Have a long queue of tech items to catch up on -- before returning to "Going to Hell," China-US relations, new small-plane developments, beer, and, yes, "work." First up on the tech front: Nexus One phone, as previously mentioned here.
I could try to be fancy in introducing my comment, but why bother: This thing is great. It's now been eight weeks since I switched my SIM card from a perfectly good Blackberry Curve to the Nexus One to see how it worked. I've never thought of switching it back and no longer have any idea where the trusty little Blackberry might be. (Sorry, BB! It's not your fault.)
My one big complaint remains: typing on the on-screen "soft" keyboard, like an iPhone's, just is a nuisance. On the other hand, the voice-recognition software is usable enough that more and more I rely on it instead of typing -- for Web searches, to dial phone numbers, to give map and navigation instructions. Medium complaint: the battery makes it through a full day of use, but just barely. On the other hand, the battery is easily swapped out, unlike an iPhone's, so in theory you could take a charged spare. Small weird complaint: most users I've spoken with mention that it's surprisingly hard to figure out how to keep the phone-call ringer ON while turning the email notification ringer OFF. Yes, there's a way -- it's just not obvious.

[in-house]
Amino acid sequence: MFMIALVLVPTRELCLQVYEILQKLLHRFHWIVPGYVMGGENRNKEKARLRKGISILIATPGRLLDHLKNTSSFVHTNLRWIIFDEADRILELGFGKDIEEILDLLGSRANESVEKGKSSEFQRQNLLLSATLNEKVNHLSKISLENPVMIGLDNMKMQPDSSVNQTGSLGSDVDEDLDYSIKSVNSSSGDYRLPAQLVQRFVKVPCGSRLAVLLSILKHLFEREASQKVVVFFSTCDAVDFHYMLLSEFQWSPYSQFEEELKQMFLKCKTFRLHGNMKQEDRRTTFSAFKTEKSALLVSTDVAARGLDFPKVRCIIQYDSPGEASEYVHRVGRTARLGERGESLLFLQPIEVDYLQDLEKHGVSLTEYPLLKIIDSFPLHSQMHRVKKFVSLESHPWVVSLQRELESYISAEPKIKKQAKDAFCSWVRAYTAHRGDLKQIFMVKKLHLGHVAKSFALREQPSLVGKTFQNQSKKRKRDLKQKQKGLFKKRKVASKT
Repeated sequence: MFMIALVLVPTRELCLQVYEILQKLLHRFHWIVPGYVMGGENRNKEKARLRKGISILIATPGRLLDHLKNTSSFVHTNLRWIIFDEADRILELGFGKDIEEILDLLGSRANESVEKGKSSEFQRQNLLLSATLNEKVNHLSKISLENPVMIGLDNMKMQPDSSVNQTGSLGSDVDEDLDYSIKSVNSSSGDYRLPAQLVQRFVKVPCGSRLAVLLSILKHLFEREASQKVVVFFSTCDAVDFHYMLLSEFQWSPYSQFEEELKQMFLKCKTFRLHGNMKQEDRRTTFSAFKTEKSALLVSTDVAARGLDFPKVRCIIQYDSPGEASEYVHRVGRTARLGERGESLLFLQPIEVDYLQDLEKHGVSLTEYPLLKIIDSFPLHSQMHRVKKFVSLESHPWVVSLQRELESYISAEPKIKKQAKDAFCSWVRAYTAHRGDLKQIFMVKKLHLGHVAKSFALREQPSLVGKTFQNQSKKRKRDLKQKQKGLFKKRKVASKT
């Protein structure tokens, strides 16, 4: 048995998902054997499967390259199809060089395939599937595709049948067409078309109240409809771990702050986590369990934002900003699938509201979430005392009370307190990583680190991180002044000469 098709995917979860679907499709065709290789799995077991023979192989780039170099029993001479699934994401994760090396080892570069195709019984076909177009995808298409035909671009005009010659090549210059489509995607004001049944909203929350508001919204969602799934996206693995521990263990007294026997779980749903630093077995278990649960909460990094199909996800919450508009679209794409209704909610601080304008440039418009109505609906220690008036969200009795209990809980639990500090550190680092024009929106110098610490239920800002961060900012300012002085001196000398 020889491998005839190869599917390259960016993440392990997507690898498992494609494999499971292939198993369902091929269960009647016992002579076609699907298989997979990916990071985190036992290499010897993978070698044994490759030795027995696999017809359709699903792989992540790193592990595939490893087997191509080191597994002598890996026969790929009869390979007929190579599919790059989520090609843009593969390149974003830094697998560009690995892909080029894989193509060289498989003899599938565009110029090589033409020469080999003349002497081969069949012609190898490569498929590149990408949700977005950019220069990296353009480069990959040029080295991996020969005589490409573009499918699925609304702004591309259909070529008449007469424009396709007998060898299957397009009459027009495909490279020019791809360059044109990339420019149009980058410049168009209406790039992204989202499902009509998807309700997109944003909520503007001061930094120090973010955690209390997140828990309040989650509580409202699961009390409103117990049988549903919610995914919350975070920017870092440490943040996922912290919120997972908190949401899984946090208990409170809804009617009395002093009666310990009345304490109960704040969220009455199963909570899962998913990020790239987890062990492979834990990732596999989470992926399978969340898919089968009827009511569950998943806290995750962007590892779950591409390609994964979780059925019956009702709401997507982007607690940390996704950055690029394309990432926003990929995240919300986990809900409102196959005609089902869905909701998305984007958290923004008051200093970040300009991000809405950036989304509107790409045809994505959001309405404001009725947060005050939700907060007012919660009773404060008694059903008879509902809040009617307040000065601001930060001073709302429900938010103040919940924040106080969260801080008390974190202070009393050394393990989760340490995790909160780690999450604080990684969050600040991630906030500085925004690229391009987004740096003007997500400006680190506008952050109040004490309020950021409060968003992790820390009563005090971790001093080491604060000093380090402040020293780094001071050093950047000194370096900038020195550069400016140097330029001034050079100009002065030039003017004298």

In other aspects, this is great and better the more I use it. Seamless integration with Gmail, Google search, and Google's calendar, task, maps, and voice functions -- as you might expect. Somewhat more surprisingly, a full and sharp version of Google Earth; plus, a voice-powered Google Translate function that spans a very large number of languages and, on the ones I have tried, works better than I would have thought. (You say a phrase in English and it gives you, say, the Chinese version -- in characters. Hasn't worked so well when we try to speak Chinese into it! Maybe that shows it actually is working....) Also integrated with, gasp, non-Google functions: Pandora, NPR and NYT news, lots more.
The "Navigate" function, with spoken-out driving directions, led me astray once -- the first time I used it. I was heading to the airport in Duluth, a route I actually knew, and it steered me onto a road it didn't realize had been closed. Since then, flawless.
After the jump, a recent paper from inside Google about other aspects of the phone. It's important to note again that I never used an iPhone so can't do head-to-head comparisons. But on its own this is a real contender.